if($this->input->post('submitted') == 1){
    
      if($this->validate_form()){
      
      //call model

    }
      
    $this->load->view('form');
  
  }

validate_form is also in the controller.

#16
[eluser]StefanAlexandru[/eluser]
Ok guys as I am new to CI I have also a basic question concerning "good practice".

So where is better to have the post data in the model or in the controller :


Code:
function editcat()
    {
        $data = array(
            'name' => $this->input->post('name'),
            'catdescription' => $this->input->post('catdescription'),
            'catkeywords' => $this->input->post('catkeywords')    
        );
        
        $this->Catm->update_cat($data);
    }

I can have
Code:
$this->input->post
in the controller or in the model.. how it will be the best practice ?
Thanks in advance and sorry for my poor english

#17
[eluser]nuwanda[/eluser]
Your post data will be in your controller since that's where it's been sent from your view.

As mentioned above, I validate my post data in the controller and then send it to the model for database updating/insertion. But you could send it all to your model for processing and then return a result to the controller.

#18
[eluser]lefoup[/eluser]
[quote author="jmadsen" date="1310266524"]I would say validation is business rules, and should be left in the controller.

The model should only be concerned with database integrity.[/quote]

I would definitely agree with that, best practice in my opinion!

#19
[eluser]moodh[/eluser]
[quote author="shadow player" date="1310432633"]
Quote:What if there’s different rule sets for admins and users? Should you create a massive model instead of 2 thin controllers? That just seems well.. Weird.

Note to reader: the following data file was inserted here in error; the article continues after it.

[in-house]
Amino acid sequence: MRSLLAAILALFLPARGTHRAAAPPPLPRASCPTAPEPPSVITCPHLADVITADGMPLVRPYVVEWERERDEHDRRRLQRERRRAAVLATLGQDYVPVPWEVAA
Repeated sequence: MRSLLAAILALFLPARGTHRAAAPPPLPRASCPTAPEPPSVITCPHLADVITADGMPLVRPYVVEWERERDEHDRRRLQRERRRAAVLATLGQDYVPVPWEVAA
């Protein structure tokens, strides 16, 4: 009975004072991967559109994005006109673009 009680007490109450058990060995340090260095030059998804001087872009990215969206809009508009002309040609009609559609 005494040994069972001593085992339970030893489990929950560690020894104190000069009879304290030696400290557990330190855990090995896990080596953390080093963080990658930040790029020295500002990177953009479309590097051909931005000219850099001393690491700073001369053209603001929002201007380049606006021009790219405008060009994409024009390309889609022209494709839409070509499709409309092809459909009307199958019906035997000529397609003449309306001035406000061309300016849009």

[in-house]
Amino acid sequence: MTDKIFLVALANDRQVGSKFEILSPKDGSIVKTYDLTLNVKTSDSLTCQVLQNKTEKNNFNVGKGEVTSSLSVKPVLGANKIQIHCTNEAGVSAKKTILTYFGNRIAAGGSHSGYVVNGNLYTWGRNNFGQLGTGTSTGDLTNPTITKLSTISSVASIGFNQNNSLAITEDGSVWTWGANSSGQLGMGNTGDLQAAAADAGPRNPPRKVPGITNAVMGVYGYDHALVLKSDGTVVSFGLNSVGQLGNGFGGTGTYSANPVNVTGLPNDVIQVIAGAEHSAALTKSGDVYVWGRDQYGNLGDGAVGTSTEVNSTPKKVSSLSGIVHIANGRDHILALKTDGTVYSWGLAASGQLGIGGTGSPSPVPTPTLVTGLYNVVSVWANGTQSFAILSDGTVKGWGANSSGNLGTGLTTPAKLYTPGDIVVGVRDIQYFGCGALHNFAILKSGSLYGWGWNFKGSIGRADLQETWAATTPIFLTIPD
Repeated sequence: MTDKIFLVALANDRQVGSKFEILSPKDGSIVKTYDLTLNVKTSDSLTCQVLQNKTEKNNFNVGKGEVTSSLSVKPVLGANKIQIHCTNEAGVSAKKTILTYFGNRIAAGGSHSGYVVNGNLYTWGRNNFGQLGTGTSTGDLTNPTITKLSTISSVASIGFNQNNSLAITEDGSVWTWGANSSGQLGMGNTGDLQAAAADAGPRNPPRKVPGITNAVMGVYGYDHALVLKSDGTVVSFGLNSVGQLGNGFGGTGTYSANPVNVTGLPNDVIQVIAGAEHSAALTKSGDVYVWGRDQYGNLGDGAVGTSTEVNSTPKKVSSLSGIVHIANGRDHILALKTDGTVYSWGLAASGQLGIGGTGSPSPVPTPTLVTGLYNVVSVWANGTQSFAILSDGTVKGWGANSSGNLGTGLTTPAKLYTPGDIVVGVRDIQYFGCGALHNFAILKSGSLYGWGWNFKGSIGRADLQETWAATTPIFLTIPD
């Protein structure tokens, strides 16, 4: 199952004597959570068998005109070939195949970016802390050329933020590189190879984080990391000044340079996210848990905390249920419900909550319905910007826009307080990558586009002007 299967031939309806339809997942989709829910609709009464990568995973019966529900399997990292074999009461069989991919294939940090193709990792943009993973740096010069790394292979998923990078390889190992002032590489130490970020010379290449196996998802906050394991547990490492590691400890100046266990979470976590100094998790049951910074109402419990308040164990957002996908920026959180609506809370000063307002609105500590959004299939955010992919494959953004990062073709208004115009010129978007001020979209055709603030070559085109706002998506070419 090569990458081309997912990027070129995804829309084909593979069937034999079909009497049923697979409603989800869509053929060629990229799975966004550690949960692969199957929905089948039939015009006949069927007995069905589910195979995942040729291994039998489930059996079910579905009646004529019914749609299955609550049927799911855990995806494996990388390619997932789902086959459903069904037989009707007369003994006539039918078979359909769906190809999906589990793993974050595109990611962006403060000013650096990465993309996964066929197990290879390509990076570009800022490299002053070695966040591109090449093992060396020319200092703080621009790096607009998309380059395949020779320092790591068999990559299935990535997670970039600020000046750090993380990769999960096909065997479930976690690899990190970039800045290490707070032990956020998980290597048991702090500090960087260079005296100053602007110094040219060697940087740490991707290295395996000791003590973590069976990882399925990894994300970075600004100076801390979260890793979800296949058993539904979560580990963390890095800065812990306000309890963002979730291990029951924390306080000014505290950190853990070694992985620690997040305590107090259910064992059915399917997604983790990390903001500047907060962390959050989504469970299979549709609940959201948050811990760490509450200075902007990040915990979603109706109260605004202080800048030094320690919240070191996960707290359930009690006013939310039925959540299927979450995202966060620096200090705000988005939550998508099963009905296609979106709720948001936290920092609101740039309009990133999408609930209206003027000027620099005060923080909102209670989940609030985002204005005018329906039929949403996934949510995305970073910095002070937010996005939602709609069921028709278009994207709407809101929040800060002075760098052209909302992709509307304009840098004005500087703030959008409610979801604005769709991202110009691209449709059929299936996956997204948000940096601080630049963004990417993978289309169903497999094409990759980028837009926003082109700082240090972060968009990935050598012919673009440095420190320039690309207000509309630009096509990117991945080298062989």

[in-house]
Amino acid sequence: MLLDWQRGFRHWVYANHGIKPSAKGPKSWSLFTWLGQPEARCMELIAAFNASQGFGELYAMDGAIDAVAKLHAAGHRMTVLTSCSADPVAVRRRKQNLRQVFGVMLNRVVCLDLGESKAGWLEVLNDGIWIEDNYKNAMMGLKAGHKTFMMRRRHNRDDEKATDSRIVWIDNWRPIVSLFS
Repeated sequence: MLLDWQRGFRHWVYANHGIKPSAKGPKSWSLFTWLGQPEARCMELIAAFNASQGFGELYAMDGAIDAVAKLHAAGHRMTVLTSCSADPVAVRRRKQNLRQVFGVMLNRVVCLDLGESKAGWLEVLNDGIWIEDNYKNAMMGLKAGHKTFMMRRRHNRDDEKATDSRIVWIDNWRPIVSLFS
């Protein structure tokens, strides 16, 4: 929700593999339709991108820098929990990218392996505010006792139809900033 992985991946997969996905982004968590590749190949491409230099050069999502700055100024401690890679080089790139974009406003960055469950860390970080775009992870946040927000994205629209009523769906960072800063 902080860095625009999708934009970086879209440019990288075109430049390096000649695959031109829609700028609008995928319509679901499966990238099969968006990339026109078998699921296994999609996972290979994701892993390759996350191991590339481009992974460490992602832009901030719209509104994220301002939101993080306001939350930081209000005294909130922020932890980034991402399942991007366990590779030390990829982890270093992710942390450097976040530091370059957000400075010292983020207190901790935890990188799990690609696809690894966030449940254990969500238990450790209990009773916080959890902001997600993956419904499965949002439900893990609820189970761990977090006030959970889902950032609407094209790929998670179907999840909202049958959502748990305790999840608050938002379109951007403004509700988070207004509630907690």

I don't think I completely understand what you mean. could you provide an example please?

Data validation has nothing to do with permission levels, the validation of an email address for instance will be equally compulsory for an admin or user.

Regardless of that fact, in an environment with different input rule sets, these rule sets shouldn't be hard-coded, rather be saved in a persistent storage mechanism like a database or configuration file. So the controller or modem doing the validation can use the corresponding rules when dealing with input.[/quote]

So if you get 100% validated data from another part of your system, lets say an auto import or maintenance systems, should it get validated again because the validation logic is in the model? That seems redundant.

#20
[eluser]icomefromthenet[/eluser]
The majority of codeigniter controllers can be classified as Transaction Scripts. With very thin models that handle basic CRUD operations.

This is fine for small projects, blogs and simple content managment system.

When the complexity of the project rises, you really need to create a proper domain model.

Tools like DataMappers, ActiveRecord ORM's help you quickly develop the basic CRUD in your domain, up to you to add the business logic, and access rules.

The Codeigniter database class is only a query builder and will not do for complex projects.